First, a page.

The concept of a walking marriage reminds me more of a courtship between certain types of birds rather than anything I've heard of practiced between people before. A man leaves his home in the early evening. He goes to the home of a woman he wishes to court. He is not allowed to enter or leave the house through any of the doors. Instead he stands beneath the woman's window and sings. He may sing for a short time or he may sing all night with no response. If the woman approves of his singing she will hold her window open. When she does this the man is supposed to climb up the side of the house. If he can make it to the window he spends the night there leaving before sunrise and returning to his own home.

While walking marriages are part of the traditional Mosuo society it is really unclear as to whether this form of courtship is still authentically practiced. In the area around Lugu Hu, people claiming to be Mosuo lecture tourist about walking marriages and even demonstrate scaling a wall to get into the window on the second floor of a building made of logs. Whether these people are really Mosuo and whether there is any authenticity in their demonstrations is debatable. The longer I live in China the more skeptical I become of anything that I'm told. I'm beginning to believe that there really are no Chinese people anymore. Instead China has become populated with the same Skrulls that have been plaguing the Marvel Comics Universe for years. The Skrulls are real. They're here and they are simply pretending to be Chinese. What happened to the real Chinese? Only the Skrulls may know.

But I digress....

Though the area around Lugu Hu is relatively less populated there are signs of development. All of the development looks geared toward tourism. No one is building houses here, they're building hostels with adjoining restaurants. While there may be many people here who are Mosuo there are likely just as many who are not who moved here because they believe they can make a buck or two by telling people they are Mosuo. Deep in the mountains away from all of this there are likely still a few minority villages that are legitimate. These however will only remain until some enterprising young Skrull finds them and decides to turn them into yet another tourist attraction.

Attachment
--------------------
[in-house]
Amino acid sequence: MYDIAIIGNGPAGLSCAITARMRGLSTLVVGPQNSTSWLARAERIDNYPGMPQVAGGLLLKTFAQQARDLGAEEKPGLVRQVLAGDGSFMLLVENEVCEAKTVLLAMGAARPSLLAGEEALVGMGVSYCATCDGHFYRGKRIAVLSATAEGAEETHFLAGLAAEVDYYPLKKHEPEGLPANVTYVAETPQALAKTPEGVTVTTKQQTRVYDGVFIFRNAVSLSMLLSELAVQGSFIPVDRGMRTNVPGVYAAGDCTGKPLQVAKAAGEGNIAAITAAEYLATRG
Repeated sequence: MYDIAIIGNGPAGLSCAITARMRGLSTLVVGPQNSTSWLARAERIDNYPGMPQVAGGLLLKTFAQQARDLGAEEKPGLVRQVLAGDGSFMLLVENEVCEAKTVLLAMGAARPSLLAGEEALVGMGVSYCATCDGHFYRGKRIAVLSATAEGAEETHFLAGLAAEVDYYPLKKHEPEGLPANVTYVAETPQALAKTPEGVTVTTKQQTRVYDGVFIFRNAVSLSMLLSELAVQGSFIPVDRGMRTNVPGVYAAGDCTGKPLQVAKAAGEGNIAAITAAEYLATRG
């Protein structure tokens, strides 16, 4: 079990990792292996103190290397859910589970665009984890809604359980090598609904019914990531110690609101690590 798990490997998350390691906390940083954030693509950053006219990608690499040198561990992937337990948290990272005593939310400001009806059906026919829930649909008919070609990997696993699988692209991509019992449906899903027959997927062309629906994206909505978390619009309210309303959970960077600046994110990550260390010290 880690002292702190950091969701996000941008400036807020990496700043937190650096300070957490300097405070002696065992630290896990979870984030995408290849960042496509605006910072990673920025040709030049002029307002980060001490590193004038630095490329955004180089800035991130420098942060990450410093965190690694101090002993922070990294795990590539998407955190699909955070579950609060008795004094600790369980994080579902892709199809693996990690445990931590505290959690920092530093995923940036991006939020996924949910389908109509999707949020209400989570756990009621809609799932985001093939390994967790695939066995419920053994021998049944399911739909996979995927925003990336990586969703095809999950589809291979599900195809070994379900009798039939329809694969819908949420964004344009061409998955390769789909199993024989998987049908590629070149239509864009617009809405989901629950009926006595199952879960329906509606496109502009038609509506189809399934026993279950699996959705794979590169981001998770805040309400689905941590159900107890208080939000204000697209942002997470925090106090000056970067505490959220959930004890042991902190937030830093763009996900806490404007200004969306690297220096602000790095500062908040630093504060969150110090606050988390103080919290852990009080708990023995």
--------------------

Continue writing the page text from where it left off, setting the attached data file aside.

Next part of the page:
There are other minorities in these parts. There is the Naxi people, the Yi and many Tibetans among others. Mosuo people, who are actually a branch of Naxi, call Lugu Lake “Mother Lake.” To get into the villages surrounding the lake you must buy a ticket. The tickets and a “passport” they give you at the gate describes the area as The Kingdom of Women.

Tourism aside, Lugu hu is actually a pleasant place for the moment. It is surrounded by mountains. There are no skyscrapers diminishing the views. Everything is relatively peaceful. The lake is encircled by a very long and very winding road that curves and snakes around the mountains Tourists can hike from one village to another. They can also rent bicycles and even van rides. The van rides will circle around a certain area stopping at “scenic” spots for people to take pictures. The truth is though that every spot here is a scenic one, you're just able to cover a but more distance in a van than on foot.

Here are some photos.

Up next
The Lost Voraciousness.
Mud Slides and Van Rides
Shangrila Monistary

Li Jiang 7.12 to 7.13

The city is not without it's charms. I suppose if someone has never visited one of these old towns, Li Jiang might be a wonderful place. It certainly looks great reviewing the photos. However charm that Li Jiang holds wore off with an alarming quickness.

The best part of Li Jiang was before we even got into the city. We stopped at a supposedly famous street on the edge of the city for some rib soup. The rib soup was excellent. Li Jiang was not.